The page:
The Wonder Women of Phil

Honouring the Women Who Have Shaped our Organization


We are a woman-majority team here at Phil, because of the special space that our CEO and founder, Kim Fuller has cultivated at work. The women of Phil are heard, respected, uplifted, and most of all, provided opportunities to lead. From both anecdotal and statistical experience, it is clear that gender diversity in leadership is an essential part of an effective team. For Women’s History Month, we don’t have to prove that women can do great things when given the opportunity – it’s a fact.

The wonder women of Phil tackle each communications and fundraising challenge with a deep understanding of intersectionality: women are more than a gender. Women are incredibly smart, diligent, and loving. Women are Black, Indigenous, queer, disabled, and more. Women are leaders, family members, and volunteers in the community. Our intersecting, diverse perspectives are essential to building stronger communities and more equitable programs, systems and organizations.

To celebrate Women’s History Month, our team discussed what gender equity means to them.


The Women Who Make Phil Tick

Kim is a leader with a warm, strong spirit. She knows that work-life balance is difficult for a lot of women: statistics show that 69% of women employees claim society pressures them to put their career aside for the sake of their family. Unique to Kim is her human understanding of the unpaid care women engage in outside of work, and she makes sure that Phil offers flexibility so women can feel purposeful without having to sacrifice in other areas of life.

Kim explains, “Starting Phil was one of the best things I ever did. What turned out to be a self-serving way for me to carve my own career in a field and sector that I love, ended up providing a space for others to do the same. We have cultivated a company that celebrates women every day, not just March 8th!

Today there still exists deep structural biases that keep women from positions of leadership in the social, non-profit sector. Despite modest progress, women with intersecting identities are still drastically underrepresented in corporate and non-profit leadership roles. Stephanie, our Communications Director, speaks to how her first female boss motivated her and encouraged her to take command in her role despite these pervasive biases.

I started off my career in a very male-dominated environment. As a first-generation Canadian, I grew up surrounded by strong women, and wondered why I wasn’t exposed to more female leaders in my professional life. Then at 28, I started working for a woman. I was inspired by how she treated others, how she balanced her career and her family, and how she handled being the only woman in a boardroom full of men. She also saw potential in me and pushed me to grow, take charge, and lead.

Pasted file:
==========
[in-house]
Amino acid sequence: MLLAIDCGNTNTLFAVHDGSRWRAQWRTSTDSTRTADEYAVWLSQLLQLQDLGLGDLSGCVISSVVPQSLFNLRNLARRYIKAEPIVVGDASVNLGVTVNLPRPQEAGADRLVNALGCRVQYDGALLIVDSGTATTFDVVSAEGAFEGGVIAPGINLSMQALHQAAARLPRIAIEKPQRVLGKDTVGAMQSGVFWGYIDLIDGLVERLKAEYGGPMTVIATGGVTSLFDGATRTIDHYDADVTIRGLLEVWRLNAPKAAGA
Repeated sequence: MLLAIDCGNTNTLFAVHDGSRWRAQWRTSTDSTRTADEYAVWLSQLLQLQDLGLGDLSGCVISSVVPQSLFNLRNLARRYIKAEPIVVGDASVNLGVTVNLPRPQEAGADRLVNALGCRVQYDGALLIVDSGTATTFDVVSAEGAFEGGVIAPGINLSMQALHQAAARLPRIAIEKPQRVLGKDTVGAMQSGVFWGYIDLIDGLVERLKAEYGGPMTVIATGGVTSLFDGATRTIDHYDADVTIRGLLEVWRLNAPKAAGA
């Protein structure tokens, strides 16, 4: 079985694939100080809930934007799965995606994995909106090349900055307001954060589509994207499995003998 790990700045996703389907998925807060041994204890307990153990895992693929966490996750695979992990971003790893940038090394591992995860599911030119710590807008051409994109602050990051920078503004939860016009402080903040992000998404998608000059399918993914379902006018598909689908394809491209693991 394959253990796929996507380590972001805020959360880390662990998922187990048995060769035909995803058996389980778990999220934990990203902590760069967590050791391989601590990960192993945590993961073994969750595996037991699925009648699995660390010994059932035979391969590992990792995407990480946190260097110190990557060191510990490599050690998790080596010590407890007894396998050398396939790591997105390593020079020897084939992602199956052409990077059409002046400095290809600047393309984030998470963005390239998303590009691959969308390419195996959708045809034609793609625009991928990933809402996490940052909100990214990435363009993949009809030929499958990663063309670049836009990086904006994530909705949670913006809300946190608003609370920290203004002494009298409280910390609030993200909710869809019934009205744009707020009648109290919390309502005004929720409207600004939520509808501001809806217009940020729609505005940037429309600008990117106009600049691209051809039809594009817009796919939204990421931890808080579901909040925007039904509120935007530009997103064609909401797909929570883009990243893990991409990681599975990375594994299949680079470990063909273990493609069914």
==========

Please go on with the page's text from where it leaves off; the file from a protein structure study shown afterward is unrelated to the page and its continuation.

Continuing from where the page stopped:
Creating an environment that celebrates and includes gender diverse identities is key to breaking the bias. Our Account Director Alaina finds that the workplace culture at Phil allows her to flourish and reach her highest potential, both personally and professionally.

I have been encouraged to share my ideas and feedback openly – and the amazing thing is that I have consistently felt listened to and appreciated for adding my two cents. This openness and welcoming environment exists at Phil because a space has been created with purpose where my voice as a woman is valued.

Every member of the team brings unique knowledge, and this space encourages the sharing of big picture ideas. For instance, Aurelia, our Strategic Advisor, pays close attention to systemic issues, applying her studies of critical race theory and intersectionality into her everyday work.

My background as a researcher, embedding critical race theory and intersectionality in my previous academic work, means I can put into practice what I’ve learned, now in the context of not-for-profits. Recently, we supported the Conseil Québecois LGBT with their communications plan, and it was very important to them that we worked with an intersectional lens. By the end, the client felt understood and had the tools to effectively communicate their mission to different stakeholders.